F TROOP Fridays: Number 24
F TROOP: "Me Heap Big Injun" (1965 ABC-TV/Warner Brothers) Season One, Episode 9: Original Air Date: November 9, 1965. Starring Forrest Tucker as Sgt. Morgan O'Rourke, Larry Storch as Cpl. Randolph Agarn, Ken Berry as Captain Wilton Parmenter, Melody Patterson as Wrangler Jane, Frank de Kova as Wild Eagle, Edward Everett Horton as Roaring Chicken, Don Diamond as Crazy Cat, James Hampton as Bugler Dobbs, Bob Steele as Duffy, John Mitchum as Private Hoffenmueller. Written by Arthur Julian. Directed by Charles R. Rondeau.
Corporal Agarn's enlistment is up in a week, and Sergeant O'Rourke sees an opportunity to expand business by allowing it to expire, giving O'Rourke Enterprises a civilian Vice President. At first Randolph is hesitant: the Corporal is still a cavalryman at heart, and persuasive Parmenter almost has Agarn's name on the dotted line before the Sarge intervenes with the compromise idea of a one week furlough to clear Randolph's "confused" mind.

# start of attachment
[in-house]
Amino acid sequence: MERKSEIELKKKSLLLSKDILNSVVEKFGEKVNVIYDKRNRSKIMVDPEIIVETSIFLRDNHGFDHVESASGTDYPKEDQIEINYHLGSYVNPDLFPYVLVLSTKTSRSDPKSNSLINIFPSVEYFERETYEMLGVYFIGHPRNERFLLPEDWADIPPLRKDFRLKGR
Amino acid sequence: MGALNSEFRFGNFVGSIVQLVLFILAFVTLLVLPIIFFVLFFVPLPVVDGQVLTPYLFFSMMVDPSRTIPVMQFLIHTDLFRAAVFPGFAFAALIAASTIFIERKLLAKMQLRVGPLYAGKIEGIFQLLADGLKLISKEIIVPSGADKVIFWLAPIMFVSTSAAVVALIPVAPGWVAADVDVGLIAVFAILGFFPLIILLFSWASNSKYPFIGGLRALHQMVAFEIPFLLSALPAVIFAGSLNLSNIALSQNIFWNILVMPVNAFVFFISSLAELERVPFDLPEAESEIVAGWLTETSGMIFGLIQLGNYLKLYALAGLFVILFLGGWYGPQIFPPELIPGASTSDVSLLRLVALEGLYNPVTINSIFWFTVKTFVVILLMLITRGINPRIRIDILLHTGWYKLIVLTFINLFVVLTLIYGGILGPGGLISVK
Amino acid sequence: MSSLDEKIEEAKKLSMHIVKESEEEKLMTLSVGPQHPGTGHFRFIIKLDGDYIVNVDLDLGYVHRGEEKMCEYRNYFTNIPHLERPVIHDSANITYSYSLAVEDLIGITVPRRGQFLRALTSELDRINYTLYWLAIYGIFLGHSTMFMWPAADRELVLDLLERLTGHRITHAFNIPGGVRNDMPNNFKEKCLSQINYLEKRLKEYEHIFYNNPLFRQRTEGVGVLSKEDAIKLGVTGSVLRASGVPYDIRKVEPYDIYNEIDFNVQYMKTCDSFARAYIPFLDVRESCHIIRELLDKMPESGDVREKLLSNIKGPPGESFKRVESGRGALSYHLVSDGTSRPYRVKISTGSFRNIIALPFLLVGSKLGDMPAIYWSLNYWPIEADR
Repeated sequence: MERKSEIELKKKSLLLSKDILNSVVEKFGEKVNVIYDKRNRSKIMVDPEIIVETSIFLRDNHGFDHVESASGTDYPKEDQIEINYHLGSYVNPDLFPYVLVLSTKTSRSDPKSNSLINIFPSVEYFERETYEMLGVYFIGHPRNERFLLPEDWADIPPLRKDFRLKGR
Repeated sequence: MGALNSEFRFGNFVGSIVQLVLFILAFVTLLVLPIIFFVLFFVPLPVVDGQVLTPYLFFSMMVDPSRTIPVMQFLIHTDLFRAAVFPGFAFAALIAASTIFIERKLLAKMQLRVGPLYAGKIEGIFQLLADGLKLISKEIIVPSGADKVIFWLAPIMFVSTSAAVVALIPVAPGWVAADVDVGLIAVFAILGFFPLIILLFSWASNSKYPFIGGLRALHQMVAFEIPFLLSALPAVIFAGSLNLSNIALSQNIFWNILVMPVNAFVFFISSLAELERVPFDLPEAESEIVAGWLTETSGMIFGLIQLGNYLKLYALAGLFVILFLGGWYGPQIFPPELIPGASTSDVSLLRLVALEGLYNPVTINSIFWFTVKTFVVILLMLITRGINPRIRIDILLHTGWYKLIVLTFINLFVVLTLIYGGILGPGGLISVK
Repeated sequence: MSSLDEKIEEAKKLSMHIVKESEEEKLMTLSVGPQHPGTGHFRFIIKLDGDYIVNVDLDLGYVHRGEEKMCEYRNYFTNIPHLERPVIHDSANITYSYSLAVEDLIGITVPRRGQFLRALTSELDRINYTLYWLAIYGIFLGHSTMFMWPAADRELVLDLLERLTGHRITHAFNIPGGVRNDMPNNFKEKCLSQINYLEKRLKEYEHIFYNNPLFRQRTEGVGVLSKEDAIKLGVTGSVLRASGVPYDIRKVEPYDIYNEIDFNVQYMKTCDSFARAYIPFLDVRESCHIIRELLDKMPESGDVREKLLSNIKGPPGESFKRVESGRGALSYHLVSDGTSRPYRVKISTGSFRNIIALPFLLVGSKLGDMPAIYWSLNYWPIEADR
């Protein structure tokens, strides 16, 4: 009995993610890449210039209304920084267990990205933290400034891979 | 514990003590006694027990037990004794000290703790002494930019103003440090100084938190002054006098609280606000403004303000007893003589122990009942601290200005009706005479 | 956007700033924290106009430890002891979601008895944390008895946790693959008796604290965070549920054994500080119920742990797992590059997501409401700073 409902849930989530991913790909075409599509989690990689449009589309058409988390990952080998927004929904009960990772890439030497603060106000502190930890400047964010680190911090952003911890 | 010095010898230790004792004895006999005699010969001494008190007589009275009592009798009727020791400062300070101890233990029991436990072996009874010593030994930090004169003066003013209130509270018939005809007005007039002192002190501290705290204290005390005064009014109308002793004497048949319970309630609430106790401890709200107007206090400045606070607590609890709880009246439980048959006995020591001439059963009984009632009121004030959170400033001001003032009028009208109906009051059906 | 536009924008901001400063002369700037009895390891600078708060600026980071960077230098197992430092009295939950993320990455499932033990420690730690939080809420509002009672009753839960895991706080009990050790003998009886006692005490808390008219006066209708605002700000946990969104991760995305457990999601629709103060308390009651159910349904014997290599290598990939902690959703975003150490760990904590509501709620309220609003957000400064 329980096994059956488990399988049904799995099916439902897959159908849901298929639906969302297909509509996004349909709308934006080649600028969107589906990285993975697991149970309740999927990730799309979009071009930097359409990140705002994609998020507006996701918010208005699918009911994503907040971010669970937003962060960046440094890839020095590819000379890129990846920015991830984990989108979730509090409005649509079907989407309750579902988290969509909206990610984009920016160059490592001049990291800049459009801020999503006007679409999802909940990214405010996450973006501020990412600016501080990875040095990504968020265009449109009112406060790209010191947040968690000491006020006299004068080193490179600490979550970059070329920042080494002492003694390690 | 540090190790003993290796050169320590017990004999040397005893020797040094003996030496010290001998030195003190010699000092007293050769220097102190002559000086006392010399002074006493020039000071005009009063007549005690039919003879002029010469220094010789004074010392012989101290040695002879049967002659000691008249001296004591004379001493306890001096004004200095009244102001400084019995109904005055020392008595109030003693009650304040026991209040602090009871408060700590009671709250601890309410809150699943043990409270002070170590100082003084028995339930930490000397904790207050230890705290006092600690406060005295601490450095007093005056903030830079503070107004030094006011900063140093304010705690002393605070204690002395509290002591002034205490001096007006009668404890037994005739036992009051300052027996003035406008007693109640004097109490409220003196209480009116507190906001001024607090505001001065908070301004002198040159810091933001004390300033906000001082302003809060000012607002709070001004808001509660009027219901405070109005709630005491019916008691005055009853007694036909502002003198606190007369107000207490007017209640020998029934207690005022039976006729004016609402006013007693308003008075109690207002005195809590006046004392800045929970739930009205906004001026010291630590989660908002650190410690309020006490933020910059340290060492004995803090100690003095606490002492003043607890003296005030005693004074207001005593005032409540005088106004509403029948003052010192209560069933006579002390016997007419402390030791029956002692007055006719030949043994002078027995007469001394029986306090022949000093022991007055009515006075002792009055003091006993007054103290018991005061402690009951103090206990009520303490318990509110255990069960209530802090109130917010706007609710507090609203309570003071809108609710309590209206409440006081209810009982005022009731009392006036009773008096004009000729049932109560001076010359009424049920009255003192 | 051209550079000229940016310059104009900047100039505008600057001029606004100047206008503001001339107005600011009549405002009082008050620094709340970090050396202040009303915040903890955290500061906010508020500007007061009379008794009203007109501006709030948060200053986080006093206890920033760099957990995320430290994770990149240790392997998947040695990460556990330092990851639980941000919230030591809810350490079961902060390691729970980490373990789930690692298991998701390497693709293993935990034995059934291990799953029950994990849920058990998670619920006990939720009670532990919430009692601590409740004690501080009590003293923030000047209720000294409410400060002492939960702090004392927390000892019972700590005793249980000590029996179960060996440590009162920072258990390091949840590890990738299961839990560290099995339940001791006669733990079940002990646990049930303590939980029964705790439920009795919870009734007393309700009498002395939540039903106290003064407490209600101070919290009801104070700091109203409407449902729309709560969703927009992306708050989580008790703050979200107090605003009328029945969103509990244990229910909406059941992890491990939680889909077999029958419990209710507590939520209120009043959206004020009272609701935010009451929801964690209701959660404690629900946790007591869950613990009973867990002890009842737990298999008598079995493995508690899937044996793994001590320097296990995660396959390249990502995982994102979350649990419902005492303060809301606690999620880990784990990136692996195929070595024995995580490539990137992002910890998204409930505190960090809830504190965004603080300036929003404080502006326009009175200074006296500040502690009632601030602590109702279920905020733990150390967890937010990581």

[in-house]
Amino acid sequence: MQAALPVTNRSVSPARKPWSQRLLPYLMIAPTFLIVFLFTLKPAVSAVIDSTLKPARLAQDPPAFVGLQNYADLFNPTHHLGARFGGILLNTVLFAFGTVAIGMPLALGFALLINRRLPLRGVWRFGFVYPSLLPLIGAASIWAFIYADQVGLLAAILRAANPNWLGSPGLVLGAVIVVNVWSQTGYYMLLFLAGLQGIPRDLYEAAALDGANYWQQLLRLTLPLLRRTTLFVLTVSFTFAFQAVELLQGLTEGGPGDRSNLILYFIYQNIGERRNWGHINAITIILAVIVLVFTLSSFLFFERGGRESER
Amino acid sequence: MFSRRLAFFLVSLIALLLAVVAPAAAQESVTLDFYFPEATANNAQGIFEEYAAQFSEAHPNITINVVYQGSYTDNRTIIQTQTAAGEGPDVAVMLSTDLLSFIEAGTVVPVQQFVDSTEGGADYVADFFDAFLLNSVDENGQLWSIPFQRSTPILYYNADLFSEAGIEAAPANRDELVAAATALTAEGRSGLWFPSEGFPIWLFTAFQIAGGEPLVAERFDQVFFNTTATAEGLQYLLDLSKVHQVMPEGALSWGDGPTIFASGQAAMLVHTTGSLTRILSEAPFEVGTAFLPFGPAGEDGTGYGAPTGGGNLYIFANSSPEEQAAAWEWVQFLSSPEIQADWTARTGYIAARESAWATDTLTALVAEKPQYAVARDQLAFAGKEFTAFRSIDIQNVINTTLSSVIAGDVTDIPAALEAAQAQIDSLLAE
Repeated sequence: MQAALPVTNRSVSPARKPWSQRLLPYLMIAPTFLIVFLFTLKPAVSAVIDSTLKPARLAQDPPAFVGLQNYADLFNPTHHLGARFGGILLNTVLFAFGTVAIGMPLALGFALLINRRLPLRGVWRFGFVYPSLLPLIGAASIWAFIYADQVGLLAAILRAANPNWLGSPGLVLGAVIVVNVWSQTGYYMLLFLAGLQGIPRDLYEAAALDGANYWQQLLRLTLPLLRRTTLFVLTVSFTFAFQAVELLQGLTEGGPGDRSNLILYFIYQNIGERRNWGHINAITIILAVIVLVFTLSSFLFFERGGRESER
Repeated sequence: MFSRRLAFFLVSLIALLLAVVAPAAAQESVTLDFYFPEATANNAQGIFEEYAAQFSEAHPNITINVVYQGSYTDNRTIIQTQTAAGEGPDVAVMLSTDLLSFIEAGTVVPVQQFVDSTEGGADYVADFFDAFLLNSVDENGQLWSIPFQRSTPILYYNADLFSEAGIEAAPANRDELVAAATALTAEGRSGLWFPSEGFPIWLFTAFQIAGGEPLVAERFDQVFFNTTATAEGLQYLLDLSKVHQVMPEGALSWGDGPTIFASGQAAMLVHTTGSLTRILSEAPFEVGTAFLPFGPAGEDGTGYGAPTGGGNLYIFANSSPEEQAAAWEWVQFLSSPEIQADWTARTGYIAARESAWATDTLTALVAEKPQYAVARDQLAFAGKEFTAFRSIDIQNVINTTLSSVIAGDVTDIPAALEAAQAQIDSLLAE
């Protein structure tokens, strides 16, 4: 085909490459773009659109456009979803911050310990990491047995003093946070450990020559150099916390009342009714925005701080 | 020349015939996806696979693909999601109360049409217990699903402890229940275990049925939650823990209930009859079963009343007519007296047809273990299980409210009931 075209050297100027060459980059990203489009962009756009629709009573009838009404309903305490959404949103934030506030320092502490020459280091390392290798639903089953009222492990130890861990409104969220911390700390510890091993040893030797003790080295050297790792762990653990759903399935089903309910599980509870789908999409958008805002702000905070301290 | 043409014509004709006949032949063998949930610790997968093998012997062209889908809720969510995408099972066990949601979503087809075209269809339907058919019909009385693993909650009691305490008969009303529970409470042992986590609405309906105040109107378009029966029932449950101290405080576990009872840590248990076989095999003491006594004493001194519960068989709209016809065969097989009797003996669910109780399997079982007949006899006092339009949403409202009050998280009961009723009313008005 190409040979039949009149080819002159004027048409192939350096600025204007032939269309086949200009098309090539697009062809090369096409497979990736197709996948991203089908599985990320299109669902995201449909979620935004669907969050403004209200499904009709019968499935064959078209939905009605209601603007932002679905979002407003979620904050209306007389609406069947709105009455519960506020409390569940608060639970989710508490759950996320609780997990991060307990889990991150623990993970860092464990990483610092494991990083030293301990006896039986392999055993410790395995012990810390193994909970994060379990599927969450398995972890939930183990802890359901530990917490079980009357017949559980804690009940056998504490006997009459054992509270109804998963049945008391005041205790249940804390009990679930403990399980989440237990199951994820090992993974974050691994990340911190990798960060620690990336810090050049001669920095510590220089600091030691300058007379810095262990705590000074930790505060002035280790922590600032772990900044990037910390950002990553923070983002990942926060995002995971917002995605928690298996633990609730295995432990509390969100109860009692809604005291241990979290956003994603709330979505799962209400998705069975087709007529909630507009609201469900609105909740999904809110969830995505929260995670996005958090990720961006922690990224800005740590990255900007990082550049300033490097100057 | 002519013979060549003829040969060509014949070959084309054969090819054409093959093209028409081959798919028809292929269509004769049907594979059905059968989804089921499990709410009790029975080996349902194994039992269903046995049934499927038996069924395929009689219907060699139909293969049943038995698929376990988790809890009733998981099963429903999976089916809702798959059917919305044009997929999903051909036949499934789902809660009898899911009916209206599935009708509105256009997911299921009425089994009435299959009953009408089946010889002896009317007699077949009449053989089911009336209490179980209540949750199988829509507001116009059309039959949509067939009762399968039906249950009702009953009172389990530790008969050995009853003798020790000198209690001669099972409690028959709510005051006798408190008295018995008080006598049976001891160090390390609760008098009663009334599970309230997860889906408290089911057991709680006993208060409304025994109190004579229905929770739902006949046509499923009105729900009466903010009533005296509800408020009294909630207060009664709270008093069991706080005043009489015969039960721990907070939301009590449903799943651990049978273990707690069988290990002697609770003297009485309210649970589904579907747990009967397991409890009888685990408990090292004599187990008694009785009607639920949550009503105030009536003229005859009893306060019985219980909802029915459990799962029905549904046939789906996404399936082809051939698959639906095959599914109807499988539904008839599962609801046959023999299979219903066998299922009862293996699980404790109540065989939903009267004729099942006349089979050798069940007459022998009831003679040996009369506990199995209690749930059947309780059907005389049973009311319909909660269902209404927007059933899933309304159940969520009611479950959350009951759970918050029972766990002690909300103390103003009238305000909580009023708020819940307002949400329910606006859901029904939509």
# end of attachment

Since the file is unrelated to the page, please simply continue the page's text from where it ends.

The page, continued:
So what will Agarn's Enterprising assignment be during that well-earned leave? A week in Dodge City to pick out dancing girls for the saloon? No, Sarge has a stay-cation in mind, sending Randolph to the Hekawi camp to step up production. Agarn gets a break from the rigors of Army life, the Sarge gets an onsite supervisor for the other half of the business, and after seven days the Captain gets his Corporal back. Everybody wins, right?
Well, maybe not Agarn--relaxing Hekawi life still can't quite compete with the hustle and busts of Dodge. Or can it? O'Rourke arrives with reenlistment papers in hand, and finds his Vice President has gone Indian. The newly christened "Leaping Lizard" takes his new duties to heart, seeking to make them permanent--and to renegotiate the 50/50 business agreement to 75/25 in favor of the Hekawis!
Cringe worthy title, and seeing Agarn take over negotiations for his blood brothers (shades of Nathan Algren) is uncomfortably paternalistic. But look past the surface and Me Heap Big Injun has aged very well. To 2020 eyes it's the most concise yet complete skewering of the White Savior Narrative that we're likely to ever see. Impressive considering the trope's worst offenders were decades into the future in 1965.